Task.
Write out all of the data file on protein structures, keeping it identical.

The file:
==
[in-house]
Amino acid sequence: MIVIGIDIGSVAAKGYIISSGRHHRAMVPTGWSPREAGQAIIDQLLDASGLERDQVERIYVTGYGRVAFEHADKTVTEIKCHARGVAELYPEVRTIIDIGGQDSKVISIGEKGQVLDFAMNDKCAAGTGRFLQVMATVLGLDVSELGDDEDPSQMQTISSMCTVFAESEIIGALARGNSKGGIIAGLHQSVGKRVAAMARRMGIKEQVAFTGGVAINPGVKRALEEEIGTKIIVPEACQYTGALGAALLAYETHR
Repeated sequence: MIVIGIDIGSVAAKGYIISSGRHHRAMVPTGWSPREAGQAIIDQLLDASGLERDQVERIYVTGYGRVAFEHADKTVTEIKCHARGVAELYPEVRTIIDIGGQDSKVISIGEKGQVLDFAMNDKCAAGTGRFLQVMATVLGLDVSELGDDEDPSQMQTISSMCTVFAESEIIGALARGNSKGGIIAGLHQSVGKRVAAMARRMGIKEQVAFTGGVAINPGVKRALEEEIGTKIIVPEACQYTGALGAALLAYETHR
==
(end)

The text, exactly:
[in-house]
Amino acid sequence: MIVIGIDIGSVAAKGYIISSGRHHRAMVPTGWSPREAGQAIIDQLLDASGLERDQVERIYVTGYGRVAFEHADKTVTEIKCHARGVAELYPEVRTIIDIGGQDSKVISIGEKGQVLDFAMNDKCAAGTGRFLQVMATVLGLDVSELGDDEDPSQMQTISSMCTVFAESEIIGALARGNSKGGIIAGLHQSVGKRVAAMARRMGIKEQVAFTGGVAINPGVKRALEEEIGTKIIVPEACQYTGALGAALLAYETHR
Repeated sequence: MIVIGIDIGSVAAKGYIISSGRHHRAMVPTGWSPREAGQAIIDQLLDASGLERDQVERIYVTGYGRVAFEHADKTVTEIKCHARGVAELYPEVRTIIDIGGQDSKVISIGEKGQVLDFAMNDKCAAGTGRFLQVMATVLGLDVSELGDDEDPSQMQTISSMCTVFAESEIIGALARGNSKGGIIAGLHQSVGKRVAAMARRMGIKEQVAFTGGVAINPGVKRALEEEIGTKIIVPEACQYTGALGAALLAYETHR